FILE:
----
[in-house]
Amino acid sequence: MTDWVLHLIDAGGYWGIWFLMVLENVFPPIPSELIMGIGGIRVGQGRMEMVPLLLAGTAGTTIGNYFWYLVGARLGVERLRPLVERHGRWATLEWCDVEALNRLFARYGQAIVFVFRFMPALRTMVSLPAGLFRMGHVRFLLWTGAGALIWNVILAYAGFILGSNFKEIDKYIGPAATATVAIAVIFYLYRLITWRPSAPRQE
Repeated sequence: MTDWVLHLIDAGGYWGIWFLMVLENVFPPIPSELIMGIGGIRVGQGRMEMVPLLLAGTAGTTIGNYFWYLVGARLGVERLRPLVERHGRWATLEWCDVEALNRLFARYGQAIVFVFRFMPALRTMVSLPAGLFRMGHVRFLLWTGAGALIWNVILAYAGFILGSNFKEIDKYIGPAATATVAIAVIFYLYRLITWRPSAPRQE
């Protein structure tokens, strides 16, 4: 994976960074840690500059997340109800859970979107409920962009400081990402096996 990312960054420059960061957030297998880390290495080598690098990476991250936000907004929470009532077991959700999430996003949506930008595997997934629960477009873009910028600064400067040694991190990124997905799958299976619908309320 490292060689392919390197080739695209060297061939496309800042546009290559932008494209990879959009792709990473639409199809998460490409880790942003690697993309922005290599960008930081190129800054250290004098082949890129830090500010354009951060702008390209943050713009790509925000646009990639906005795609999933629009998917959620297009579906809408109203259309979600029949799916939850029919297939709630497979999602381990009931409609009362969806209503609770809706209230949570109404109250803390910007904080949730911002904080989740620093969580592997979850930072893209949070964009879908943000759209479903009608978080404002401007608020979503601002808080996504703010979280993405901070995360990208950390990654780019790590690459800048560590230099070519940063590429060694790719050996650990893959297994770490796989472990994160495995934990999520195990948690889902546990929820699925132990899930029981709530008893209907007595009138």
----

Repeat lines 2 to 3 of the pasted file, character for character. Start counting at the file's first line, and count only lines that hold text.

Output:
Amino acid sequence: MTDWVLHLIDAGGYWGIWFLMVLENVFPPIPSELIMGIGGIRVGQGRMEMVPLLLAGTAGTTIGNYFWYLVGARLGVERLRPLVERHGRWATLEWCDVEALNRLFARYGQAIVFVFRFMPALRTMVSLPAGLFRMGHVRFLLWTGAGALIWNVILAYAGFILGSNFKEIDKYIGPAATATVAIAVIFYLYRLITWRPSAPRQE
Repeated sequence: MTDWVLHLIDAGGYWGIWFLMVLENVFPPIPSELIMGIGGIRVGQGRMEMVPLLLAGTAGTTIGNYFWYLVGARLGVERLRPLVERHGRWATLEWCDVEALNRLFARYGQAIVFVFRFMPALRTMVSLPAGLFRMGHVRFLLWTGAGALIWNVILAYAGFILGSNFKEIDKYIGPAATATVAIAVIFYLYRLITWRPSAPRQE